Over the years, has Gene Hackman remained your favorite Lex?
Oh, absolutely. Yeah. There have been some other good ones, but he’s the gold standard. The Lex standard.
What inspired your Lex?
Well, I know this sounds kind of corny, but I actually kind of personalize it. A multi-billionaire, super genius, smarter than anyone else on the planet... With any kind of technology he wants to go into, he has a greater working knowledge than any PhD working in that specific industry. Then there's this fatal flaw of his, a kind of narcissism and high self-regard; and his condescension toward people not as smart as him, his insecurity of always needing to prove his intelligence. He’s not someone who’s just just confident in their intelligence and they just kind of rest of their laurels. He’s always needing to prove it. So it’s really fun to play with those character’s fatal flaws. Just to imagine what that would that be like, and how is that similar to me. And how can I bring own personal experience into that?" I’m not trying to sound like I’m all method actor, but that’s where the fun of acting comes in. Just playing with those big human ideas behind what you’re doing. And it was fun reading the script, preparing, looking at the lines, and trying to make them my own, playing off of them, improvising off of them, bouncing notes around with the guys in the booth. Just trying to bring it to life and have it sound like something you haven’t heard before.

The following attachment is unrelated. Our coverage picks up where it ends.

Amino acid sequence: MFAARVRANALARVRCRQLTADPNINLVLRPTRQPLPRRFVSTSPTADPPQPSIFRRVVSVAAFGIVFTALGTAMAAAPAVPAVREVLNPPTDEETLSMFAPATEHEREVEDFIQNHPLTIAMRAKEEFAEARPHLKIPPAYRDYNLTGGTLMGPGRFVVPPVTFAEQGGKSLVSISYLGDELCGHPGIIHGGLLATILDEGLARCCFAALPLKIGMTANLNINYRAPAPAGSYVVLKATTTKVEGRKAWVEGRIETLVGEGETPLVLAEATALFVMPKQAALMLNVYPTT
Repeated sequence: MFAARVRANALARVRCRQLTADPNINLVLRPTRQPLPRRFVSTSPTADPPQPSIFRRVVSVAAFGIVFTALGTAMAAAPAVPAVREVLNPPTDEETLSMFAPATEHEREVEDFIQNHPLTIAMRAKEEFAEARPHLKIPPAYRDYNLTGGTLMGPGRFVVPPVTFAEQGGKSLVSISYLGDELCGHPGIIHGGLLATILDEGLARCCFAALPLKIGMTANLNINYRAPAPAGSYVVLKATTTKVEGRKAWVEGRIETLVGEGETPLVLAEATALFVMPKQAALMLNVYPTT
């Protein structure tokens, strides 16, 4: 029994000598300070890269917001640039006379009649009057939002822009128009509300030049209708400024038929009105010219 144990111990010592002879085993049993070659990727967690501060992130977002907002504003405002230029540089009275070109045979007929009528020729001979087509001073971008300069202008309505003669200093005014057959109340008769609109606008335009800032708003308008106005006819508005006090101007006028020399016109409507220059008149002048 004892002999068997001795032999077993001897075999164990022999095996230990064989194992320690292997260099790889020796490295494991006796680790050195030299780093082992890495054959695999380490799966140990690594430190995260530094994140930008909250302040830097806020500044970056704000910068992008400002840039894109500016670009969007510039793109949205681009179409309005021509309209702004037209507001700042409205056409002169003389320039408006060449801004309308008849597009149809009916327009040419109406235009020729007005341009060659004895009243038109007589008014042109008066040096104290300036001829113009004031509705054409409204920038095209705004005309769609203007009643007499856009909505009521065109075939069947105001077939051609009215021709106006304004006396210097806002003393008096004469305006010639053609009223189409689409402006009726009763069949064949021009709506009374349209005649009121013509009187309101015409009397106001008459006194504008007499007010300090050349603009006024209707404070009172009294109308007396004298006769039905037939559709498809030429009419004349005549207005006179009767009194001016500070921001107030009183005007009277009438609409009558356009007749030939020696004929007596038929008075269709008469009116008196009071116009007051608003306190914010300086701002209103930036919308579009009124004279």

You mentioned you were a big sci-fi and fantasy fan as a kid. What did you geek out over?
I think one of my favorites early on was Conan the Barbarian. I loved all the Conan books, the original Robert E. Howard, and a lot of the subsequent books. I don’t think that any of the Conan movies have gotten it right. I think Conan the series is much smarter. It’s not just about a beefy guy skewering people. He’s actually a pretty canny guy. There's a lot of dark magic. It’s kind of this barbarian in this strange land, without a lot of tools. I wish they would really figure out how to do Conan right.